Campbell Conroy & O’Neil Provides Notice of Data Privacy Incident
Campbell Conroy & O’Neil (“Campbell”) is providing notice of a recent data privacy incident. The following notice includes information about the event, steps taken since discovering the event, and resources available to help individuals protect against potential misuse of their information, should they feel it is appropriate to do so.
What Happened? On February 27, 2021, Campbell became aware of unusual activity on its network. Campbell conducted an investigation and determined that the network was impacted by ransomware, which prevented access to certain files on the system. In response, Campbell began working with third-party forensic investigators to investigate the full nature and scope of the event and to determine what information may have been impacted and to whom the information relates. Campbell also alerted the FBI of the incident. Campbell is providing notice because the investigation thus far determined that certain information relating to individuals was accessed by the unauthorized actor.
What Information Was Involved? We cannot confirm if the unauthorized actor accessed or viewed any specific information relating to individuals. However, we determined that the information present in the system included certain individuals’ names, dates of birth, driver’s license numbers / state identification numbers, financial account information, Social Security numbers, passport numbers, payment card information, medical information, health insurance information, biometric data, and/or online account credentials (i.e. usernames and passwords). Please note that the information varies by individual and for many individuals, a limited number of data types were determined to be accessible.
What We Are Doing. Campbell is committed to, and takes very seriously, its responsibility to protect all data entrusted to us. As part of our ongoing commitment to the privacy of personal information in our care, we are reviewing our existing policies and procedures, and are working to implement additional safeguards to further secure our information systems.
As an added precaution, we are also offering twenty-four (24) months of complimentary access to credit monitoring, fraud consultation, and identity theft restoration services to individuals whose Social Security numbers or the equivalent were accessible as a result of this event. If you did not receive written notice of this incident but believe you may be affected, please contact our call center at 1-800-405-6108 from the hours of 8:00 AM to 8:00 PM ET. The call center will verify whether you are eligible for services.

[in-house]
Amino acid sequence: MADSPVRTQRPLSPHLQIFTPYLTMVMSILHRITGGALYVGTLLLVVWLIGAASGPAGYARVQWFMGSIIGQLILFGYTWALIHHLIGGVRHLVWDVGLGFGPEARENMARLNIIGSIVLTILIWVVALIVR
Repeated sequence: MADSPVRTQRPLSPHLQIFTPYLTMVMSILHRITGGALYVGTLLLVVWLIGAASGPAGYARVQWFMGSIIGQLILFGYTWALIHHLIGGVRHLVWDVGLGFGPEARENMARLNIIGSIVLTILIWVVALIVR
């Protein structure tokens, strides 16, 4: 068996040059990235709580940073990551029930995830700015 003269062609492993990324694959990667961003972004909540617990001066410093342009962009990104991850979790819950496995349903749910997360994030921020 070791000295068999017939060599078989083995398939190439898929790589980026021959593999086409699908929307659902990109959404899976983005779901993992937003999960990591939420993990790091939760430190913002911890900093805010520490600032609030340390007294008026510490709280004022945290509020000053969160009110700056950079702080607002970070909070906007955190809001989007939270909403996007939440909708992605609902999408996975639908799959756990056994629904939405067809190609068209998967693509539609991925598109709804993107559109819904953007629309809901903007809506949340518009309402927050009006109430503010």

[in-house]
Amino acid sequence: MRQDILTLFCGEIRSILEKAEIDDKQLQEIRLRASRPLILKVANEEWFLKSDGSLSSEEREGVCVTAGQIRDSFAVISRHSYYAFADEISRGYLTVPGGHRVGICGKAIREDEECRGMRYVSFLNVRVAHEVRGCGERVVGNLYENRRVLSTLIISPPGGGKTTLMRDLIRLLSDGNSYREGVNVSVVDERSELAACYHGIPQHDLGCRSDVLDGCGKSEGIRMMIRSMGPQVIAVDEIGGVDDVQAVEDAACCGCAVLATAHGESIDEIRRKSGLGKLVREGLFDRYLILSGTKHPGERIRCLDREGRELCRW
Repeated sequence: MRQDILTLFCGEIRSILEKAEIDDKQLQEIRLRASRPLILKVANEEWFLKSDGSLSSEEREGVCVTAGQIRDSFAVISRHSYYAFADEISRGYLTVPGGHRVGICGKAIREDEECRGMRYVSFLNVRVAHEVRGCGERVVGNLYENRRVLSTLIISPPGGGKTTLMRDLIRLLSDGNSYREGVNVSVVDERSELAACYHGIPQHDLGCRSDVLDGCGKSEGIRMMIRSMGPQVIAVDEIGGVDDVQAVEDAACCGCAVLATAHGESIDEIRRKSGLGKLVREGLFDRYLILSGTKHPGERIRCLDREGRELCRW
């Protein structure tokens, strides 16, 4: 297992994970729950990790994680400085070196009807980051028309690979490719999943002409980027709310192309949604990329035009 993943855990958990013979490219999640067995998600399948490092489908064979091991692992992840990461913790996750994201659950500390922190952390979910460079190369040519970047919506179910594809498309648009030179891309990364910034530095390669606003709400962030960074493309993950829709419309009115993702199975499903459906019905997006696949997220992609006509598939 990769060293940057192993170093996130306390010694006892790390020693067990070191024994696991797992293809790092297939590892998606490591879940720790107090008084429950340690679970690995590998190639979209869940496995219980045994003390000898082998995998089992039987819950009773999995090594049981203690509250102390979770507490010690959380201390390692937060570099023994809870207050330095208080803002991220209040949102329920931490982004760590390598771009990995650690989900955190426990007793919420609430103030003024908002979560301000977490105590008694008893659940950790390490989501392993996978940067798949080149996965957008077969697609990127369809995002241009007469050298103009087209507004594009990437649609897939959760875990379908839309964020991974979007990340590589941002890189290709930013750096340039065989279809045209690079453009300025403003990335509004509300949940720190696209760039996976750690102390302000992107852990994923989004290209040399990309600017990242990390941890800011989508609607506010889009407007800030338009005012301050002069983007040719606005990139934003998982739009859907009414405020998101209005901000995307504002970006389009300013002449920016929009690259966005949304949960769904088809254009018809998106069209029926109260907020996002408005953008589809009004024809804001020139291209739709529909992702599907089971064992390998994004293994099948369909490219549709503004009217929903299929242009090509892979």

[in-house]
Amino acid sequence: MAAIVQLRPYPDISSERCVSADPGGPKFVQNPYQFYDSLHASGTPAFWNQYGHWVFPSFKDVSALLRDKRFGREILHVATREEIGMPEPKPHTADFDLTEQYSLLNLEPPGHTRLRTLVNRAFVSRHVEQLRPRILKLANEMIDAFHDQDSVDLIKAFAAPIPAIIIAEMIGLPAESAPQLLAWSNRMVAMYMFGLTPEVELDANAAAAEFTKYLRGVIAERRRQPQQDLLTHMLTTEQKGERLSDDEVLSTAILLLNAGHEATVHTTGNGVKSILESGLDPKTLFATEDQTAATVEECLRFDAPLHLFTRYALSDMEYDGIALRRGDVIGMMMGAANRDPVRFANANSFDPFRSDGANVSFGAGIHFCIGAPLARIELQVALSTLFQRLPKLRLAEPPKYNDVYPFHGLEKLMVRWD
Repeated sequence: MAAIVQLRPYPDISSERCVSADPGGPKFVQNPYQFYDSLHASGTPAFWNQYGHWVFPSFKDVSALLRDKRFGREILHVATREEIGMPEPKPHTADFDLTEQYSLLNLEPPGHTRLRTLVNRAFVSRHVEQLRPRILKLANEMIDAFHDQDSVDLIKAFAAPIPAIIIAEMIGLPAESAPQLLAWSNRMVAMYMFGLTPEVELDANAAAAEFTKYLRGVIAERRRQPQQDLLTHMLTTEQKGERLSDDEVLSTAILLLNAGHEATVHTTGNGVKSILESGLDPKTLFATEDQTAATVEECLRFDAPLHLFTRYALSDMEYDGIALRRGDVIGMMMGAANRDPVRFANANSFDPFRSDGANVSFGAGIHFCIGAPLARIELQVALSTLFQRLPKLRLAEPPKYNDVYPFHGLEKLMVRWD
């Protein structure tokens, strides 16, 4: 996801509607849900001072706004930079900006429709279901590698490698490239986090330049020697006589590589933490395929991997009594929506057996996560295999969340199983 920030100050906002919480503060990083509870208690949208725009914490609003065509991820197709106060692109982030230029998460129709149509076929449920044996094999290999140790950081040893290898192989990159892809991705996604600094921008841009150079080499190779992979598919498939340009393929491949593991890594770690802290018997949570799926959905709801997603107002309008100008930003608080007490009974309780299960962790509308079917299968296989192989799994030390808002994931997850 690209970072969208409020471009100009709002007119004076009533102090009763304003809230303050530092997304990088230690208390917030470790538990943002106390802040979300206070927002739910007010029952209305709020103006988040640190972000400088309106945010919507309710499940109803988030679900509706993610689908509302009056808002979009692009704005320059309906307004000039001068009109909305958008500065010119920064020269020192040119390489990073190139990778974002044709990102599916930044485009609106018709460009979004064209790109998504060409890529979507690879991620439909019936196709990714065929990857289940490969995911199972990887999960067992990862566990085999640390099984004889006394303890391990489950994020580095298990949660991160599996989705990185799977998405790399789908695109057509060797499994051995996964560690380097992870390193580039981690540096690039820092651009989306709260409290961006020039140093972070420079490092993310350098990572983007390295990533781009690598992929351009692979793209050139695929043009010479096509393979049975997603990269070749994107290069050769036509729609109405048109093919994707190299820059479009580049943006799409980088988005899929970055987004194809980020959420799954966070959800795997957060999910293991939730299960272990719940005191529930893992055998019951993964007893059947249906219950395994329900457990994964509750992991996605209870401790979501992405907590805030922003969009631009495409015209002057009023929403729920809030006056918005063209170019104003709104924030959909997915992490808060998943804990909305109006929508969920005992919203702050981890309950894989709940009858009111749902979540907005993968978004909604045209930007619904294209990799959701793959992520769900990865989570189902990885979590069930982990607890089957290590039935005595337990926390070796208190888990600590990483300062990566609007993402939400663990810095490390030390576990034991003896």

What You Can Do. Individuals can find out more about how to protect themselves generally against the potential misuse of information by reviewing the guidance below entitled Steps You Can Take to Protect Information. The guidance provides additional information regarding fraud alerts and security freezes, as well as contact information for the nationwide consumer reporting agencies.
For More Information. If you have questions or concerns that are not addressed in this notice, please contact Adam Larson or John Angeloni at 1 Constitution Wharf, Suite 310, Boston, MA 02129 or call our call center at 1-800-405-6108 from the hours of 8:00 AM to 8:00 PM ET.
Steps You Can Take to Help Protect Your Personal Information
Monitor Your Accounts
Under U.S. law, a consumer is entitled to one free credit report annually from each of the three major credit reporting bureaus, Equifax, Experian, and TransUnion. To order your free credit report, visit www.annualcreditreport.com or call, toll-free, 1-877-322-8228. You may also directly contact the three major credit reporting bureaus listed below to request a free copy of your credit report.
Consumers have the right to place an initial or extended “fraud alert” on a credit file at no cost. An initial fraud alert is a 1-year alert that is placed on a consumer’s credit file. Upon seeing a fraud alert display on a consumer’s credit file, a business is required to take steps to verify the consumer’s identity before extending new credit. If you are a victim of identity theft, you are entitled to an extended fraud alert, which is a fraud alert lasting seven years. Should you wish to place a fraud alert, please contact any one of the three major credit reporting bureaus listed below.
As an alternative to a fraud alert, consumers have the right to place a “credit freeze” on a credit report, which will prohibit a credit bureau from releasing information in the credit report without the consumer’s